The discovery of Akrotiri was the culminating achievement of veteran Greek archaeologist Spyridon Marinatos (1901-1974). He had advanced the (now discredited) theory that Minoan civilisation had been destroyed by the volcanic eruption on Santorini (also known as Thera) in the middle of the 2nd millennium BC. Akrotiri was the dramatic demonstration of the power of the eruption. A series of earthquakes had damaged the city, but a period of calm had followed. Then the volcano exploded, showering ash and pumice over the whole island, filling the houses of Akrotiri to a depth of several metres, preserving them to heights of two, even three, storeys. Finally, the centre of the island collapsed, leaving a vast sea-filled basin, generating a giant tsunami across the Aegean, and triggering earthquakes throughout the region. Santorini was left uninhabited for centuries. Akrotiri lay undisturbed for 3,500 years.
A triangular strip of the town has been excavated, where about a dozen houses are ranged on either side of a narrow street. Larger, free-standing houses are built of squared ashlar blocks, while smaller ones, of rubble, timber lacing, and clay plaster, are conjoined. None has a regular plan. The impression is of houses designed to fit a plot and subsequently added to. Ground floors appear to have been storage areas, with residential accommodation above, reached by stone stairways rising from entrance lobbies just beyond front doors.
Preserved as standing structures, the most striking thing about these houses, presumed to have belonged to merchants, is the quality and range of the frescoes decorating the internal walls. One shows young girls, wearing tiered skirts, open-fronted bodices, and jewellery of gold and lapis lazuli, collecting crocus flowers in baskets. An older seated woman receives handfuls of crocuses from a blue-painted monkey. Another scene has naked boys with heads shaven save for a single lock of hair alongside an older man, also naked but with full hair. Other scenes include a fisherman and boy boxers. The most famous of all is the ‘Ship Fresco’ from the West House, a long frieze depicting a series of coastal towns, a flotilla of galleys, with fish, dolphins, and humans swimming alongside, and dozens of spectators on the shore, including warriors, priests, and herdsmen. Is it a festival? A trade convoy departing? A victorious military expedition returning? We cannot be sure.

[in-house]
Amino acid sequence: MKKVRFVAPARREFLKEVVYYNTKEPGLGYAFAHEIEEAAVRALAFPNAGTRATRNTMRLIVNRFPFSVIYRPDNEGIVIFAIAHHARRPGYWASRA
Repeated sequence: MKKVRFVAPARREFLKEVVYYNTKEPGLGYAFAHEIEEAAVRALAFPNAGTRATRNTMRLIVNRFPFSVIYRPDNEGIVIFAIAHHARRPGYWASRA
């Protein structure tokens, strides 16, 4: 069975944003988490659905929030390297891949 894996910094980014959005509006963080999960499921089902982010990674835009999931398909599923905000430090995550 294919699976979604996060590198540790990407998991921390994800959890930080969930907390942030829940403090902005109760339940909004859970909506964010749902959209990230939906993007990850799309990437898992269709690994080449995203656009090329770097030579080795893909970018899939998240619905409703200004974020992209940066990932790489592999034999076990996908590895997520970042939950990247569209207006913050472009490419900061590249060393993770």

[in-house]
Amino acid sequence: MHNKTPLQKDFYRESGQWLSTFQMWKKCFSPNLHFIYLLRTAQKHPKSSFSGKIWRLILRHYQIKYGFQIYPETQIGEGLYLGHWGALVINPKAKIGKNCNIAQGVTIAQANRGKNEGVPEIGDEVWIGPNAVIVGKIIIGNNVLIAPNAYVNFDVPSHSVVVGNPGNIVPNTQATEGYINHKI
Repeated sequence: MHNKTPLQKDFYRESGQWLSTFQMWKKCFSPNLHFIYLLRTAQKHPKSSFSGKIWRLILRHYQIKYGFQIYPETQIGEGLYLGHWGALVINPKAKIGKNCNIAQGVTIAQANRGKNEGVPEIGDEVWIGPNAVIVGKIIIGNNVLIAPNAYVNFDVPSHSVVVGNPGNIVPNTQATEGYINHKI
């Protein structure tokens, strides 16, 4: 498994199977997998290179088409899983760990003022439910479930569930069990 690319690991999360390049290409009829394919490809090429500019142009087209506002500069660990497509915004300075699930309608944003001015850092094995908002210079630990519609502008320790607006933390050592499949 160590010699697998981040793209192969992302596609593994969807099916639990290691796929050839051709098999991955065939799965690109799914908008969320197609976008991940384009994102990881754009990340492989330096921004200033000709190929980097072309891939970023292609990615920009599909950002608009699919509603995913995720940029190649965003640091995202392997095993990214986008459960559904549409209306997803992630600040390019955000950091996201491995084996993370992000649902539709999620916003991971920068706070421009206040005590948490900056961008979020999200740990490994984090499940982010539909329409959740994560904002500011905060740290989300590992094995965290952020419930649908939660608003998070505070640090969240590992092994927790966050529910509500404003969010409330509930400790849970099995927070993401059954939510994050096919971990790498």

Architecture, artefacts, and art reveal Akrotiri to have been a prosperous Middle Bronze Age trading community. Ground-floor storage rooms and numerous ceramic storage jars, many of them built into benches, attest an abundance of portable commodities. The quality of the houses and their interior décor is a clear mark of prosperity – a surplus of wealth for investment in fine living. The frescoes themselves depict booming towns and harbours packed with ships. They also permit insight into the rich ritual life of the ancient Akrotirians. And both artefactual styles and artistic motifs speak of links with a wider Cycladic culture and, to a lesser extent, with that of Minoan Crete. Akrotiri is an archaeological monument to the rich commerce, connections, and culture of the Middle Bronze Age Mediterranean.
This article is an extract from the full article published in World Archaeology Issue 41. Click here to subscribe